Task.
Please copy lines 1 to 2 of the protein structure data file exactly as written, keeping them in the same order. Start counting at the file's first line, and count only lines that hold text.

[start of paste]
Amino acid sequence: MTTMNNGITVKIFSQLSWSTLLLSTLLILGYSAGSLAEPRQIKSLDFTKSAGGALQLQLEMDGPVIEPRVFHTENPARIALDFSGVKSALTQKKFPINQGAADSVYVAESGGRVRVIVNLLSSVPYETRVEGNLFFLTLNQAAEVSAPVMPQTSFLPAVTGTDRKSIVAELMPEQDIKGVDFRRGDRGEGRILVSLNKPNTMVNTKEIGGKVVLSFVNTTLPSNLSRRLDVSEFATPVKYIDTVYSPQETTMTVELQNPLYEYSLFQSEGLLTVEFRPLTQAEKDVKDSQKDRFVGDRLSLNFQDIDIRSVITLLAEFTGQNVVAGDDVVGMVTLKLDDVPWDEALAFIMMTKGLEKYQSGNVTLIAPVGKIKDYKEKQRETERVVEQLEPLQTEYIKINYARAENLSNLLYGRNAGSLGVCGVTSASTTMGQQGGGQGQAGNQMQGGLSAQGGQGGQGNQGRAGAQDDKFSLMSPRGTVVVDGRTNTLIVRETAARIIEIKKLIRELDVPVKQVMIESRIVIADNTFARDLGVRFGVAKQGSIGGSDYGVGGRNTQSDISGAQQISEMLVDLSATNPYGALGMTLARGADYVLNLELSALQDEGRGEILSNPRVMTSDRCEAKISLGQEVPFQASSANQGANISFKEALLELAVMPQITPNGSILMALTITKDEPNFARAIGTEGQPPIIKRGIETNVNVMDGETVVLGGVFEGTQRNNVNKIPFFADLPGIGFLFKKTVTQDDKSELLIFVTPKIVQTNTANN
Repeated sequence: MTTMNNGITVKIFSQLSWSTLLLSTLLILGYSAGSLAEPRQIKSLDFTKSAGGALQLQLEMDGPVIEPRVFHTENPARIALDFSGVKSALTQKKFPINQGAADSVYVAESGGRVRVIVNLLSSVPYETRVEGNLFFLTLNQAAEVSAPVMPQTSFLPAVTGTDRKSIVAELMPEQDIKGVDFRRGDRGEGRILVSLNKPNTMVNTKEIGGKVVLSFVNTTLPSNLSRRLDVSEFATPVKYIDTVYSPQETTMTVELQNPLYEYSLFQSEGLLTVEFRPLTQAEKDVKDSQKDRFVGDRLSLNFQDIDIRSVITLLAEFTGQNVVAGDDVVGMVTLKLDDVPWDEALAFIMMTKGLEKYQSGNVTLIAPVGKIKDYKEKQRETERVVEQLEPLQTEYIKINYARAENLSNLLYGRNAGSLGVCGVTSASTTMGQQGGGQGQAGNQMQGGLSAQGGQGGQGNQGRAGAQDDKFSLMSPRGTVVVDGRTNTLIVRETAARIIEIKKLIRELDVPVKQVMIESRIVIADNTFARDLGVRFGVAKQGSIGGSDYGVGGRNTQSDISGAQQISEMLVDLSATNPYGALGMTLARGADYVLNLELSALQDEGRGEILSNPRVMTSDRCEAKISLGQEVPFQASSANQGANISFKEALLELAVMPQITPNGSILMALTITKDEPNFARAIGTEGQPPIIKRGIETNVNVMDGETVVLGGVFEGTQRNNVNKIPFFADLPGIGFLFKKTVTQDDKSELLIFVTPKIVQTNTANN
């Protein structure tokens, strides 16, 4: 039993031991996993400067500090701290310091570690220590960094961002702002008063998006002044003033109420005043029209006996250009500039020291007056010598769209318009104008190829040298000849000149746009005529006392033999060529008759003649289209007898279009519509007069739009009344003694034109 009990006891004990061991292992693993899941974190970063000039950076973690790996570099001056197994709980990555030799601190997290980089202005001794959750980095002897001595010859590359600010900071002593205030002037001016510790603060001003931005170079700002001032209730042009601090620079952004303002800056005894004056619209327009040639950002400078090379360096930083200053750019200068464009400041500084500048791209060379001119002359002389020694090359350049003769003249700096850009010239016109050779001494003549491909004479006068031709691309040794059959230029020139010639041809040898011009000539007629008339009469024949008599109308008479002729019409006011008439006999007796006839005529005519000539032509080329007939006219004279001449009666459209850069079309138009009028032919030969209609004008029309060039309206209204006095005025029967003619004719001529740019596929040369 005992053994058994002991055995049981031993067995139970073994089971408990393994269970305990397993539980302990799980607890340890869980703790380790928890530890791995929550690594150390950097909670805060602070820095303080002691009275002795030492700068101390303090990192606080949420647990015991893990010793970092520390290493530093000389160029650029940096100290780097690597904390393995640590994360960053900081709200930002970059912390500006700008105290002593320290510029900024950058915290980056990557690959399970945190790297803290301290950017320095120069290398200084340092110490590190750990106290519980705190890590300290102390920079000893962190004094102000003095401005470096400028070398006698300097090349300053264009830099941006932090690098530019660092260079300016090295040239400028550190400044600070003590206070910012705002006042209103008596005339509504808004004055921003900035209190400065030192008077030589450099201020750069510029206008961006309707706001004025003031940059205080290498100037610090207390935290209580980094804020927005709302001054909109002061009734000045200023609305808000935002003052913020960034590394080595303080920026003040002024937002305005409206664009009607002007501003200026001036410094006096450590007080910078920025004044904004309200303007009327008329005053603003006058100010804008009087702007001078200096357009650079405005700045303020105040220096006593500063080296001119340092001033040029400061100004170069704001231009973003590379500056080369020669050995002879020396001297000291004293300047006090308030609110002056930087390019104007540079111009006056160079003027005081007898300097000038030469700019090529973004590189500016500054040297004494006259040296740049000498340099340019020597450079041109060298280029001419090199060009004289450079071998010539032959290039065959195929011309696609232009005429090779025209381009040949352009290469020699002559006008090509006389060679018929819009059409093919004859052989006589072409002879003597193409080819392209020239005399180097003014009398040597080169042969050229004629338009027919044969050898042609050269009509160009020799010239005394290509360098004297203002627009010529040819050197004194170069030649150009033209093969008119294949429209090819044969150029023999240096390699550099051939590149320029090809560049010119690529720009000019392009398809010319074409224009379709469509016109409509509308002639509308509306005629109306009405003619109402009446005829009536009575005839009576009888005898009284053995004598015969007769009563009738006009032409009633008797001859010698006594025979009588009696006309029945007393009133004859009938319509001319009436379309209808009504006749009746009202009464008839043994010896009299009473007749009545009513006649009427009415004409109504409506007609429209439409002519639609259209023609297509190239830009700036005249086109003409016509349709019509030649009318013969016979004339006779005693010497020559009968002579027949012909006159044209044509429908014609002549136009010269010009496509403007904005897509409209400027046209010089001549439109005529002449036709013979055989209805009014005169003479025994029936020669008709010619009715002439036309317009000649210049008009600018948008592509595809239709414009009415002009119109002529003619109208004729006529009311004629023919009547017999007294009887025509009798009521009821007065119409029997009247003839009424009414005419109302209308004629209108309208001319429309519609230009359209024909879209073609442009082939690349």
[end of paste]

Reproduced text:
Amino acid sequence: MTTMNNGITVKIFSQLSWSTLLLSTLLILGYSAGSLAEPRQIKSLDFTKSAGGALQLQLEMDGPVIEPRVFHTENPARIALDFSGVKSALTQKKFPINQGAADSVYVAESGGRVRVIVNLLSSVPYETRVEGNLFFLTLNQAAEVSAPVMPQTSFLPAVTGTDRKSIVAELMPEQDIKGVDFRRGDRGEGRILVSLNKPNTMVNTKEIGGKVVLSFVNTTLPSNLSRRLDVSEFATPVKYIDTVYSPQETTMTVELQNPLYEYSLFQSEGLLTVEFRPLTQAEKDVKDSQKDRFVGDRLSLNFQDIDIRSVITLLAEFTGQNVVAGDDVVGMVTLKLDDVPWDEALAFIMMTKGLEKYQSGNVTLIAPVGKIKDYKEKQRETERVVEQLEPLQTEYIKINYARAENLSNLLYGRNAGSLGVCGVTSASTTMGQQGGGQGQAGNQMQGGLSAQGGQGGQGNQGRAGAQDDKFSLMSPRGTVVVDGRTNTLIVRETAARIIEIKKLIRELDVPVKQVMIESRIVIADNTFARDLGVRFGVAKQGSIGGSDYGVGGRNTQSDISGAQQISEMLVDLSATNPYGALGMTLARGADYVLNLELSALQDEGRGEILSNPRVMTSDRCEAKISLGQEVPFQASSANQGANISFKEALLELAVMPQITPNGSILMALTITKDEPNFARAIGTEGQPPIIKRGIETNVNVMDGETVVLGGVFEGTQRNNVNKIPFFADLPGIGFLFKKTVTQDDKSELLIFVTPKIVQTNTANN
Repeated sequence: MTTMNNGITVKIFSQLSWSTLLLSTLLILGYSAGSLAEPRQIKSLDFTKSAGGALQLQLEMDGPVIEPRVFHTENPARIALDFSGVKSALTQKKFPINQGAADSVYVAESGGRVRVIVNLLSSVPYETRVEGNLFFLTLNQAAEVSAPVMPQTSFLPAVTGTDRKSIVAELMPEQDIKGVDFRRGDRGEGRILVSLNKPNTMVNTKEIGGKVVLSFVNTTLPSNLSRRLDVSEFATPVKYIDTVYSPQETTMTVELQNPLYEYSLFQSEGLLTVEFRPLTQAEKDVKDSQKDRFVGDRLSLNFQDIDIRSVITLLAEFTGQNVVAGDDVVGMVTLKLDDVPWDEALAFIMMTKGLEKYQSGNVTLIAPVGKIKDYKEKQRETERVVEQLEPLQTEYIKINYARAENLSNLLYGRNAGSLGVCGVTSASTTMGQQGGGQGQAGNQMQGGLSAQGGQGGQGNQGRAGAQDDKFSLMSPRGTVVVDGRTNTLIVRETAARIIEIKKLIRELDVPVKQVMIESRIVIADNTFARDLGVRFGVAKQGSIGGSDYGVGGRNTQSDISGAQQISEMLVDLSATNPYGALGMTLARGADYVLNLELSALQDEGRGEILSNPRVMTSDRCEAKISLGQEVPFQASSANQGANISFKEALLELAVMPQITPNGSILMALTITKDEPNFARAIGTEGQPPIIKRGIETNVNVMDGETVVLGGVFEGTQRNNVNKIPFFADLPGIGFLFKKTVTQDDKSELLIFVTPKIVQTNTANN